(WASHINGTON - AP) It's Apple versus the Feds. A federal magistrate is ordering the company to help the FBI hack into the iPhone used by one of the shooters who carried out the massacre in San Bernardino, California last year. But Apple CEO Tim Cook says the company will resist.
He says the administration is trying to get Apple to build a "backdoor" that would bypass digital locks protecting consumer information on iPhones. And he says the software would be "too dangerous to create."
White House spokesman Josh Earnest disagrees. He says the court isn't trying to get Apple to "redesign its product" or "create a new backdoor."
Instead, Earnest says, the order would "have an impact on this one device."
Cook's response, posted early Wednesday on the company's website, set the stage for a legal fight between the federal government and Silicon Valley with broad implications for digital privacy and national security.
U.S. Magistrate Judge Sheri Pym had ordered Apple to help the FBI break into an iPhone belonging to Syed Farook, one of the shooters in the Dec. 2 attack that killed 14 people. Farook and his wife, Tashfeen Malik, died in a gun battle with police.
The ruling by Pym, a former federal prosecutor, requires Apple to supply software the FBI can load onto Farook's county-owned work iPhone to bypass a self-destruct feature that erases the phone's data after too many unsuccessful attempts to unlock it. The FBI wants to be able to try different combinations in rapid sequence until it finds the right one.
The Obama administration has embraced stronger encryption as a way to keep consumers safe on the Internet but has struggled to find a compelling example to make its case.
Cook called the ruling an example of government overreach and said "this moment calls for public discussion, and we want our customers and people around the country to understand what is at stake." He argued that the order "has implications far beyond the legal case at hand." He said it could undermine encryption by using specialized software to create an essential back door akin to a "master key, capable of opening hundreds of millions of locks."
"In the wrong hands, this software — which does not exist today — would have the potential to unlock any iPhone in someone's physical possession," Cook wrote. "The FBI may use different words to describe this tool, but make no mistake: Building a version of iOS that bypasses security in this way would undeniably create a back door. And while the government may argue that its use would be limited to this case, there is no way to guarantee such control."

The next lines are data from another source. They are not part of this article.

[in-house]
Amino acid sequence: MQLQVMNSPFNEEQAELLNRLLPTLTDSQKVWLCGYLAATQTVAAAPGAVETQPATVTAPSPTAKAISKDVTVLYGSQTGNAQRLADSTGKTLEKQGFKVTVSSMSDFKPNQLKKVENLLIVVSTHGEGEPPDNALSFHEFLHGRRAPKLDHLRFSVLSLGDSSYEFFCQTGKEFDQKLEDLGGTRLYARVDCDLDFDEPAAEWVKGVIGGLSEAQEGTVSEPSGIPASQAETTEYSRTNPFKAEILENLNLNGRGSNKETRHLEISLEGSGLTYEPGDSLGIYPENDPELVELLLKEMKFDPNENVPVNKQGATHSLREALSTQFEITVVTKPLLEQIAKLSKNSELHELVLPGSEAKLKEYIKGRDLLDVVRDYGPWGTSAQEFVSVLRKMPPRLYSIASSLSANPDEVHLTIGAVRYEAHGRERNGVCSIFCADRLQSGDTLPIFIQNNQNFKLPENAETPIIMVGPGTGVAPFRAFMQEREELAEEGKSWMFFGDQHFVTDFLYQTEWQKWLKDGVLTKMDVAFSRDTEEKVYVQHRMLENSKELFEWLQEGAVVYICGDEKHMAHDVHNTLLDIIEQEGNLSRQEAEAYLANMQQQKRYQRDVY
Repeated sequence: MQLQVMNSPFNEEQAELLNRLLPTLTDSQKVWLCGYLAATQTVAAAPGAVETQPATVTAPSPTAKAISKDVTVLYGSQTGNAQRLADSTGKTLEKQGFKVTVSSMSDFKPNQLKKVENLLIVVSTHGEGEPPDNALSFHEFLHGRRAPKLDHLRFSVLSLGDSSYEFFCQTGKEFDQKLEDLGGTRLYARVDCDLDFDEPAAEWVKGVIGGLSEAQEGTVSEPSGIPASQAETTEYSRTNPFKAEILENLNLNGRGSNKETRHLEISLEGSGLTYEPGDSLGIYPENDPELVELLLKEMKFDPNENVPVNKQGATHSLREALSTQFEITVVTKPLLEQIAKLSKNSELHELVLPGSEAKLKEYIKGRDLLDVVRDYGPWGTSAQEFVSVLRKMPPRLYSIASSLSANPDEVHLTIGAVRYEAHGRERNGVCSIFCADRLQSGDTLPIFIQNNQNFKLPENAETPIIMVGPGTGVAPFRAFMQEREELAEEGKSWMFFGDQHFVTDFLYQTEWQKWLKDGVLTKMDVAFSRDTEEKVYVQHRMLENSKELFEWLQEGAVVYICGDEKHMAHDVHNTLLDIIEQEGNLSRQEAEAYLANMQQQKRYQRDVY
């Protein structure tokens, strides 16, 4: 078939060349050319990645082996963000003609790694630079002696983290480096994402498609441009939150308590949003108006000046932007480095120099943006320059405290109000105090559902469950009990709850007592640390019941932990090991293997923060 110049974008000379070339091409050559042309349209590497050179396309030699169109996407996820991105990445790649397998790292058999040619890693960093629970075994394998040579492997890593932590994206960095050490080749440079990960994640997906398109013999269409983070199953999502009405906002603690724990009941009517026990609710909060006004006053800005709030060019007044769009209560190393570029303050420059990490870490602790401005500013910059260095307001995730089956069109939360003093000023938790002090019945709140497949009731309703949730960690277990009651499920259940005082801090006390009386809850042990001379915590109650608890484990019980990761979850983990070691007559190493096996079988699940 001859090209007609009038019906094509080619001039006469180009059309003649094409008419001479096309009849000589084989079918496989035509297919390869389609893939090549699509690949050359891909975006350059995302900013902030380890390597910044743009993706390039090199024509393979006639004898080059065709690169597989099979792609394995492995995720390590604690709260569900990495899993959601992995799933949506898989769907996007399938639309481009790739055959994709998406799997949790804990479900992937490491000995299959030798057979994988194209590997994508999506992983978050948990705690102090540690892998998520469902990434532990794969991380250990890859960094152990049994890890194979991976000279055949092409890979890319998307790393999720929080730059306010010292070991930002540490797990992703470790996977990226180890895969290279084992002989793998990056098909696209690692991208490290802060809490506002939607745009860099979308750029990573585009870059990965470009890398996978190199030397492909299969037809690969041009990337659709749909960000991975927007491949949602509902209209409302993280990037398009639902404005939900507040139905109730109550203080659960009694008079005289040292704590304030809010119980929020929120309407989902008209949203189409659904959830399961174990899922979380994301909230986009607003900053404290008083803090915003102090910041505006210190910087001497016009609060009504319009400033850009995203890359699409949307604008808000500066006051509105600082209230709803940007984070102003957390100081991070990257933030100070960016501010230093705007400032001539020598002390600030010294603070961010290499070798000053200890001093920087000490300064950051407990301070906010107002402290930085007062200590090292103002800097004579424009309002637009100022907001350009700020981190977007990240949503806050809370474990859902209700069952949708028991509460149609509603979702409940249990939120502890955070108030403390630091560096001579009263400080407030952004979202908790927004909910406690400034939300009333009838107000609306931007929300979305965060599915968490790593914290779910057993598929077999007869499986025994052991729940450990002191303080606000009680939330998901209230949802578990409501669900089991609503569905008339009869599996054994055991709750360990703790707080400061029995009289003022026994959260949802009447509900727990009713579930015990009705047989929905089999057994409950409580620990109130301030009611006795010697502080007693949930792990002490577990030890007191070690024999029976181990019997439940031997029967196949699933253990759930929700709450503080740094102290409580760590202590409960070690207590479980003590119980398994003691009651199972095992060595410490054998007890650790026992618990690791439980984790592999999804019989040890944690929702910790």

Federal prosecutors told Pym that they can't access Farook's work phone because they don't know his passcode and Apple has not cooperated. Under U.S. law, a work phone is generally the property of a person's employer. The magistrate judge told Apple in Tuesday's proceeding to provide an estimate of its cost to comply with her order, suggesting that the government will be expected to pay for the work.
Apple has provided default encryption on its iPhones since 2014, allowing any device's contents to be accessed only by the user who knows the phone's passcode. Previously, the company could use an extraction tool that would physically plug into the phone and allow it to respond to search warrant requests from the government.
The magistrate's order requires that the software Apple provides be programmed to work only on Farook's phone, and said Apple has five days to notify the court if it believes the ruling is unreasonably burdensome.
Kevin Bankston, director of the digital rights group Open Technology Institute at New America, said the ruling could make people suspicious that the government might secretly install malware "via automatic updates on your phone, your laptop, its operating system, or other software."
It was not immediately clear what investigators believe they might find on Farook's work phone or why the information would not be available from third-party service providers, such as Google or Facebook, though investigators think the device may hold clues about whom the couple communicated with and where they may have traveled.
The phone was running the newest version of Apple's iPhone operating system. It was configured to erase data after 10 consecutive unsuccessful unlocking attempts. The FBI said that feature appeared to be active on Farook's iPhone as of the last time he performed a backup.
Farook and Malik took pains to physically destroy two personally owned cell phones, crushing them beyond the FBI's ability to recover information from them. They also removed a hard drive from their computer; it has not been found despite investigators diving for days for potential electronic evidence in a nearby lake.
Farook was not carrying his work iPhone during the attack. It was discovered after a subsequent search.
The judge didn't spell out her rationale in her three-page order, but the ruling comes amid a similar case in the U.S. District Court for the Eastern District of New York.
Investigators are still working to piece together a missing 18 minutes in Farook and Malik's timeline from that day. Investigators have concluded they were at least partly inspired by the Islamic State group; Malik's Facebook page included a note pledging allegiance to the group's leader around the time of the attack.
LETTER FROM APPLE CEO TIM COOK
The United States government has demanded that Apple take an unprecedented step which threatens the security of our customers. We oppose this order, which has implications far beyond the legal case at hand.
This moment calls for public discussion, and we want our customers and people around the country to understand what is at stake.
The Need for Encryption
Smartphones, led by iPhone, have become an essential part of our lives. People use them to store an incredible amount of personal information, from our private conversations to our photos, our music, our notes, our calendars and contacts, our financial information and health data, even where we have been and where we are going.